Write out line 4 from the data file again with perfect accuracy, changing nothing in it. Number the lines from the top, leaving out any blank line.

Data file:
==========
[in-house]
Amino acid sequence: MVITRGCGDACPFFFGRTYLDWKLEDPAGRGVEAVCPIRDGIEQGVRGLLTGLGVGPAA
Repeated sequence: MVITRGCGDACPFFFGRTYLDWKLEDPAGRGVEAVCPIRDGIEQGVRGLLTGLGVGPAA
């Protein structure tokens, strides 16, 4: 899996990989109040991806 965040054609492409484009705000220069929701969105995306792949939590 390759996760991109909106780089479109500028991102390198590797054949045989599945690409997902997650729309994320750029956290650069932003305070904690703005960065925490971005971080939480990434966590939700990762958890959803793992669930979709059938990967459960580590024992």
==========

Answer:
């Protein structure tokens, strides 16, 4: 899996990989109040991806 965040054609492409484009705000220069929701969105995306792949939590 390759996760991109909106780089479109500028991102390198590797054949045989599945690409997902997650729309994320750029956290650069932003305070904690703005960065925490971005971080939480990434966590939700990762958890959803793992669930979709059938990967459960580590024992």